|North by Northwest crop duster scene|
by Jamie Freveletti
When it comes to spies I love the idea of “average person, dangerous situation.” It gives an author the chance to create a story that weaves in thrilling drama into situations that a lot of readers can relate to, because it incorporates something that happens in their daily lives. The train ride run amok, the family member that suddenly reveals a secret, the co worker that lives a double life. All of these things occur in the real world. Thriller writers take the moment and add a “what if?” question. From there the story takes off. A lot of thrillers use this theme, but what makes it so compelling is the way that the stories can be fresh every time. Who hasn’t had that moment in their lives that something unusual happened? That right place/right time that ends up being an interesting story?
I love classic books and movies, and there are quite a few accidental spies that populate them. The movie North by Northwest gave director Alfred Hitchcock the perfect set up for an accidental spy. A Mad Men type advertising executive is mistaken for someone else and soon finds himself running from just about everybody. He’s compelled to solve the puzzle to save his skin. What I also love about the story is how the danger changes him. He becomes a more serious, deeper person after the experience.
The hidden strength theme is present in a lot of accidental spy novels. The spy often masquerades as a dandy, or someone that others overlook as too insubstantial to be worth notice. In The Scarlet Pimpernel, Percy Blakeney is a dandy and a fop, which causes others to overlook his actual substance. Likewise, The Mask of Zorro carries the same theme of a gifted swordsman and spy masquerading as an effete dandy to divert suspicion.
|Richard E Grant|
The “spy in fop clothes” has some parallels in real life. In early France, a famous spy cross dressed as a woman for most of his life. The Chevalier d’Eon was a member of Louis XV’s Secret du Roi, a secret group of spies that infiltrated various governments. D’Eon infiltrated Russia by dressing as a woman, at the time only women were being allowed into the country, and conspired with other French spies to overthrow the Habsburg monarchy. D’Eon spent many years cross dressing and died wearing a dress.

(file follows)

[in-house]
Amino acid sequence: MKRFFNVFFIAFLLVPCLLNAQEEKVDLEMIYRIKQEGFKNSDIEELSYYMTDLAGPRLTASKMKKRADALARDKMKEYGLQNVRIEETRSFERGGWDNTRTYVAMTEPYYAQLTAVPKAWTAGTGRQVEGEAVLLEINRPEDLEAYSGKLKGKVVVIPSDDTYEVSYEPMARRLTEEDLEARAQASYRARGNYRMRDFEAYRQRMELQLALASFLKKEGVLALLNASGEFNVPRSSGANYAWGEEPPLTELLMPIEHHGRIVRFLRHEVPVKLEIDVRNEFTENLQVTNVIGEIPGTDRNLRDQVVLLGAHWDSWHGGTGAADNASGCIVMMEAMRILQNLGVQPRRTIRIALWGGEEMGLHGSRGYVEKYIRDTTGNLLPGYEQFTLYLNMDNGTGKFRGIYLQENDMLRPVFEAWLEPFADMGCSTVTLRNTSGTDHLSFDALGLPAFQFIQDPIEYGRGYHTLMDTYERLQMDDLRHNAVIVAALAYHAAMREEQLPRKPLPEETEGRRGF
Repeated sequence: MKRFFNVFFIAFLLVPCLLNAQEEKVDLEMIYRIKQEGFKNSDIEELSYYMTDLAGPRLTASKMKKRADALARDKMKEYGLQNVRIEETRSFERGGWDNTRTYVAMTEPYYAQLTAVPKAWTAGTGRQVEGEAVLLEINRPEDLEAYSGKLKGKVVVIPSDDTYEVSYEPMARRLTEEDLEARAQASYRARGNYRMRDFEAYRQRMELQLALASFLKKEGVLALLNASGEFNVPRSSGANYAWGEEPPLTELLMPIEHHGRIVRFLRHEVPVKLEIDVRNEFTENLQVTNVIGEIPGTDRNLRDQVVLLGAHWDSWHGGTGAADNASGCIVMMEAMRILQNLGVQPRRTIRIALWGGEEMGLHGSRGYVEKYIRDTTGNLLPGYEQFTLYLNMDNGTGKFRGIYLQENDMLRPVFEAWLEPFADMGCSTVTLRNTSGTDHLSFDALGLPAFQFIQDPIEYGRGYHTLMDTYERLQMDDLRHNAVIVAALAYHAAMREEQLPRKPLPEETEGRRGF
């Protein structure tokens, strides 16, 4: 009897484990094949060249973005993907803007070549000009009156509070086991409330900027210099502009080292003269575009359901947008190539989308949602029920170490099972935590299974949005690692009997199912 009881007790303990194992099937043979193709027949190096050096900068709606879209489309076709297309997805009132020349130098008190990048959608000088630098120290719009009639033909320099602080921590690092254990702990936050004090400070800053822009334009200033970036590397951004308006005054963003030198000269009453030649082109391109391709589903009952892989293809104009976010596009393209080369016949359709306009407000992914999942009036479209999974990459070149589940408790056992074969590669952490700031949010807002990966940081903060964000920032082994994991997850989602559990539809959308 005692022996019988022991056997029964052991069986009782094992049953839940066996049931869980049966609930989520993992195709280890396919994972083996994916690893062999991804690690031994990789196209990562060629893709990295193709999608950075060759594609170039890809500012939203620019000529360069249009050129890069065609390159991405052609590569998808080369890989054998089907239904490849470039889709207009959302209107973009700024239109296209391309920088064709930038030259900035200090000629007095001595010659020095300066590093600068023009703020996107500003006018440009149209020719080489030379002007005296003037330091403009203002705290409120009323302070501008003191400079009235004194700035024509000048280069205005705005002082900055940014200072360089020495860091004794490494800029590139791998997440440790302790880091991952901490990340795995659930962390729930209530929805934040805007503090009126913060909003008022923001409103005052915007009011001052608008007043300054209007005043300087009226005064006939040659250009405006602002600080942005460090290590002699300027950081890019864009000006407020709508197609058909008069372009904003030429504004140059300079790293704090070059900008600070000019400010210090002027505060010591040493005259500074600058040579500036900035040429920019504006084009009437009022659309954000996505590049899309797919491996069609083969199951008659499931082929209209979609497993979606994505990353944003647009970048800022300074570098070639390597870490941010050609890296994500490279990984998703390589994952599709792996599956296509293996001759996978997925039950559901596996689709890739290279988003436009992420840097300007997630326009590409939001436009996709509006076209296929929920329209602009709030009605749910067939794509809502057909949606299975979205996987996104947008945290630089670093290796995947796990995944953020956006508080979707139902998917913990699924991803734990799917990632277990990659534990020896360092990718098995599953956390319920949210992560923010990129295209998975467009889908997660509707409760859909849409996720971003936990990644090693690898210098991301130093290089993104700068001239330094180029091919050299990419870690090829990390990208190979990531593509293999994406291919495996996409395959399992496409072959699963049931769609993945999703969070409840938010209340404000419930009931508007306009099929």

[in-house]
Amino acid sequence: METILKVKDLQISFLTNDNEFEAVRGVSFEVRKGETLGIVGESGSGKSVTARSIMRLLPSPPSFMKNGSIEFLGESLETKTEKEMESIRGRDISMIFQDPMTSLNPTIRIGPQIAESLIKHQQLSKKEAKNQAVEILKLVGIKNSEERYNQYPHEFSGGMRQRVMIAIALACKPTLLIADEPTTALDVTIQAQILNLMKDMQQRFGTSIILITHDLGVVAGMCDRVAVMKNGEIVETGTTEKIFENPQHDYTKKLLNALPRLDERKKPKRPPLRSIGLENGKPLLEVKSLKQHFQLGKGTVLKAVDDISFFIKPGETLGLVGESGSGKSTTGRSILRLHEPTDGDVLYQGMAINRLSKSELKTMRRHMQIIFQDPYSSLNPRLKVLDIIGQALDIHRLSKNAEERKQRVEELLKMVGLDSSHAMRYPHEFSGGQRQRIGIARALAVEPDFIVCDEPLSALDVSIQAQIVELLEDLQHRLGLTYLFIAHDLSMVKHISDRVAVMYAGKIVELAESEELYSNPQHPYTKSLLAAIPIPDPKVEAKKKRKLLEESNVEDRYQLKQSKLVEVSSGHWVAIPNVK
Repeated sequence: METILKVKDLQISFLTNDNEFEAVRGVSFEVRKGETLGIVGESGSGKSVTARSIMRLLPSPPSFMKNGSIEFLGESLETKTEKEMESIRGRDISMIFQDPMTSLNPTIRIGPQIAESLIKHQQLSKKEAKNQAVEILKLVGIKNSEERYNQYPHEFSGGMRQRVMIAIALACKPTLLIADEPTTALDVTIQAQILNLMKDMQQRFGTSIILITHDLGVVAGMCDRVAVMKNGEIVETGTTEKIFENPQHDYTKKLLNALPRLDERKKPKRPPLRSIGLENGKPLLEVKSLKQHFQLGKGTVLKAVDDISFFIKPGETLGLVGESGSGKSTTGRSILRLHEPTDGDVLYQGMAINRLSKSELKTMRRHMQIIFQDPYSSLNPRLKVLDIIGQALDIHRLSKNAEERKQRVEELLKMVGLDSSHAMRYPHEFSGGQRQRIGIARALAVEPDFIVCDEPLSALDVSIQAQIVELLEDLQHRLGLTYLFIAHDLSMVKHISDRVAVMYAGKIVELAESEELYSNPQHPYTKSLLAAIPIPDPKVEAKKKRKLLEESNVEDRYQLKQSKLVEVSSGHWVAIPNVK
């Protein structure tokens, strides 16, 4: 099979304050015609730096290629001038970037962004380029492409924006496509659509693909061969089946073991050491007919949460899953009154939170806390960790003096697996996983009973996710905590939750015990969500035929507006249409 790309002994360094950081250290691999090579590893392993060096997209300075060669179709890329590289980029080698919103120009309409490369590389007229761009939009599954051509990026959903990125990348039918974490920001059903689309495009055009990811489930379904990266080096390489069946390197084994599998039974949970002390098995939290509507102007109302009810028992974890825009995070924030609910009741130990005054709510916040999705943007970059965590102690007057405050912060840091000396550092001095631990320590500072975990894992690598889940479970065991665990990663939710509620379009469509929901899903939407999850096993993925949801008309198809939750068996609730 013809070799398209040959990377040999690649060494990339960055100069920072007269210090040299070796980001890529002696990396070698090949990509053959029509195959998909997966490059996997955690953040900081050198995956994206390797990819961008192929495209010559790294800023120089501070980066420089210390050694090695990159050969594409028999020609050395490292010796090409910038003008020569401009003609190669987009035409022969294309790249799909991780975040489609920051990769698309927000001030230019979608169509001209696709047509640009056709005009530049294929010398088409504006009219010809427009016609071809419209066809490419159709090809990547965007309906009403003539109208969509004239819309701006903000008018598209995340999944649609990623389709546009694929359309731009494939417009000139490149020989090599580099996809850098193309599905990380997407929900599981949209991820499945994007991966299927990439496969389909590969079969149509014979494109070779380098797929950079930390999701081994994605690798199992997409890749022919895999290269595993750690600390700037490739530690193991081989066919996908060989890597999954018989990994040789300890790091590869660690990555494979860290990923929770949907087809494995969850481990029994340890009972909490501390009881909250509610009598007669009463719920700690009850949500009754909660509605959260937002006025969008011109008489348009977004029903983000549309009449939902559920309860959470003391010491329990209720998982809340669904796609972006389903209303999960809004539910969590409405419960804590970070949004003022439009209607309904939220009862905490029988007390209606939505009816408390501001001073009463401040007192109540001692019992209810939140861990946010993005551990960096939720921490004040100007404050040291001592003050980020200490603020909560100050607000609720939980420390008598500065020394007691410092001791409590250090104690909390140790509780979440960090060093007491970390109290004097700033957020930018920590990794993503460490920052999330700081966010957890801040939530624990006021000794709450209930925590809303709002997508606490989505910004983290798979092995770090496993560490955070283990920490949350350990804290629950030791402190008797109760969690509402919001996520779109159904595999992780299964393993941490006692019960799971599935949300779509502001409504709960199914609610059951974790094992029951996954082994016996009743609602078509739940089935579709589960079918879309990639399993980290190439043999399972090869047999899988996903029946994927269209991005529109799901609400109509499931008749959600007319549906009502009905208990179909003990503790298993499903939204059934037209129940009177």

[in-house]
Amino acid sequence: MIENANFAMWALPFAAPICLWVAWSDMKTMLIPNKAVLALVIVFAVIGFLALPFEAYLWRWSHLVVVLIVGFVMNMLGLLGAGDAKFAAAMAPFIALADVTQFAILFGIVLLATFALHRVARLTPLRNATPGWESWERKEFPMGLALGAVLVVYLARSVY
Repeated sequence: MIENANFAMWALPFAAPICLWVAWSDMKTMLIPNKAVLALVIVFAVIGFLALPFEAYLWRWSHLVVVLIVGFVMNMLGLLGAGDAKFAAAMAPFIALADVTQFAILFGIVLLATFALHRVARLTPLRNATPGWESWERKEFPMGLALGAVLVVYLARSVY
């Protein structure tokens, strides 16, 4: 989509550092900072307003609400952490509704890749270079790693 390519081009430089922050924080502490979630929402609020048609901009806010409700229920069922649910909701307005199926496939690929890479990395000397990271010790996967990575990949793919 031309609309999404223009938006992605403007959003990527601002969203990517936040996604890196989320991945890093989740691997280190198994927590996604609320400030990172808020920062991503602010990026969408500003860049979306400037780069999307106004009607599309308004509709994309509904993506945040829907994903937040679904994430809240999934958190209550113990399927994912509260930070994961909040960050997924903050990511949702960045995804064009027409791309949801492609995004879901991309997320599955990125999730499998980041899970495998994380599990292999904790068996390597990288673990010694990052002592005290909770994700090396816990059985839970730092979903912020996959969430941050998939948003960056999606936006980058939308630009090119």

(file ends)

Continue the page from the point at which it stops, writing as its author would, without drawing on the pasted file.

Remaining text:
There have been a few tales of actual accidental spies and overlooked meek individuals in American spy history as well. One of the most famous is Quaker woman and spy Lydia Darragh.
When the British occupied Philadelphia, they stationed soldiers in private homes throughout the city. British General William Howe convened a group to discuss an upcoming attack on Whitemarsh on the 4th of December, 1777, and he made the mistake of doing so from Darragh’s living room. While the soldiers listened to the upcoming battle plans Darragh did, too. She made notes, stuffed them into a book, and ran to a nearby pub, where she gave the book to a man in charge of prisons. He discovered her notes and took them to American headquarters. After their defeat, British spy Major Andre said that someone surely had given notice to the Americans and that the “walls must have ears.” Not walls, but women. Howe’s arrogant assumption that women were not worth noticing cost the Brits dearly that day.
Never underestimate the power of a woman!